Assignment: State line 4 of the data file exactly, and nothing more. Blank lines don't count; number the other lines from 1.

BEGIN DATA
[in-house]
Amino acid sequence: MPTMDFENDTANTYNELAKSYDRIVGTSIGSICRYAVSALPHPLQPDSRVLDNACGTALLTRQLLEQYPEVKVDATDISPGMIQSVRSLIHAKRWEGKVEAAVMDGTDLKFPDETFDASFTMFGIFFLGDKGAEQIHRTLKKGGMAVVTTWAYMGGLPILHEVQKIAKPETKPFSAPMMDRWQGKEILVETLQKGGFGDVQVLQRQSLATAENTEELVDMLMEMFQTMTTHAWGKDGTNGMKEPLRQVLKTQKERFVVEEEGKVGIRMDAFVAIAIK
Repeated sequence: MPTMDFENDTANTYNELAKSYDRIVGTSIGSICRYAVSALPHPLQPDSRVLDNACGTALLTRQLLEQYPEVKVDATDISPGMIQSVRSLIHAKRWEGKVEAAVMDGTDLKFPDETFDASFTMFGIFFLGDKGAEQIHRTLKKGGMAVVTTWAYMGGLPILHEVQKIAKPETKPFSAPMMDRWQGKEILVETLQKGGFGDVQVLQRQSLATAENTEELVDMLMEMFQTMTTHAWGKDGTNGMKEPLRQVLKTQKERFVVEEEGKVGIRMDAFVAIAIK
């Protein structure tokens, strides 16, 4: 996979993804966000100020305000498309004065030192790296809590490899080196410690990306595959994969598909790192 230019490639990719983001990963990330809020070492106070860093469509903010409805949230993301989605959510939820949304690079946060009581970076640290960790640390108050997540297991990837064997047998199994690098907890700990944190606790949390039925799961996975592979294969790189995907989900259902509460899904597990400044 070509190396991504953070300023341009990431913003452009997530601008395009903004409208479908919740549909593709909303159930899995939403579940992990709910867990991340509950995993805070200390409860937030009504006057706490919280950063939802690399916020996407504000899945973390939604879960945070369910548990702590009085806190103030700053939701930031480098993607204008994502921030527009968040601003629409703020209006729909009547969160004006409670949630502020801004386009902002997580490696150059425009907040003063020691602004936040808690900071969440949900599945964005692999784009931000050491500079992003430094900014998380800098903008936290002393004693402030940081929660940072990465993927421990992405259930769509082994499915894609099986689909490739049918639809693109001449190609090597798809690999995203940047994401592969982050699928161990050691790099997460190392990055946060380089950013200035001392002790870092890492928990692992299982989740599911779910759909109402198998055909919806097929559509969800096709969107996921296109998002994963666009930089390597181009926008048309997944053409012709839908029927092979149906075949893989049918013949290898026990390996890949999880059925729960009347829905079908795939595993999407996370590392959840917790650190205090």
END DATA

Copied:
């Protein structure tokens, strides 16, 4: 996979993804966000100020305000498309004065030192790296809590490899080196410690990306595959994969598909790192 230019490639990719983001990963990330809020070492106070860093469509903010409805949230993301989605959510939820949304690079946060009581970076640290960790640390108050997540297991990837064997047998199994690098907890700990944190606790949390039925799961996975592979294969790189995907989900259902509460899904597990400044 070509190396991504953070300023341009990431913003452009997530601008395009903004409208479908919740549909593709909303159930899995939403579940992990709910867990991340509950995993805070200390409860937030009504006057706490919280950063939802690399916020996407504000899945973390939604879960945070369910548990702590009085806190103030700053939701930031480098993607204008994502921030527009968040601003629409703020209006729909009547969160004006409670949630502020801004386009902002997580490696150059425009907040003063020691602004936040808690900071969440949900599945964005692999784009931000050491500079992003430094900014998380800098903008936290002393004693402030940081929660940072990465993927421990992405259930769509082994499915894609099986689909490739049918639809693109001449190609090597798809690999995203940047994401592969982050699928161990050691790099997460190392990055946060380089950013200035001392002790870092890492928990692992299982989740599911779910759909109402198998055909919806097929559509969800096709969107996921296109998002994963666009930089390597181009926008048309997944053409012709839908029927092979149906075949893989049918013949290898026990390996890949999880059925729960009347829905079908795939595993999407996370590392959840917790650190205090």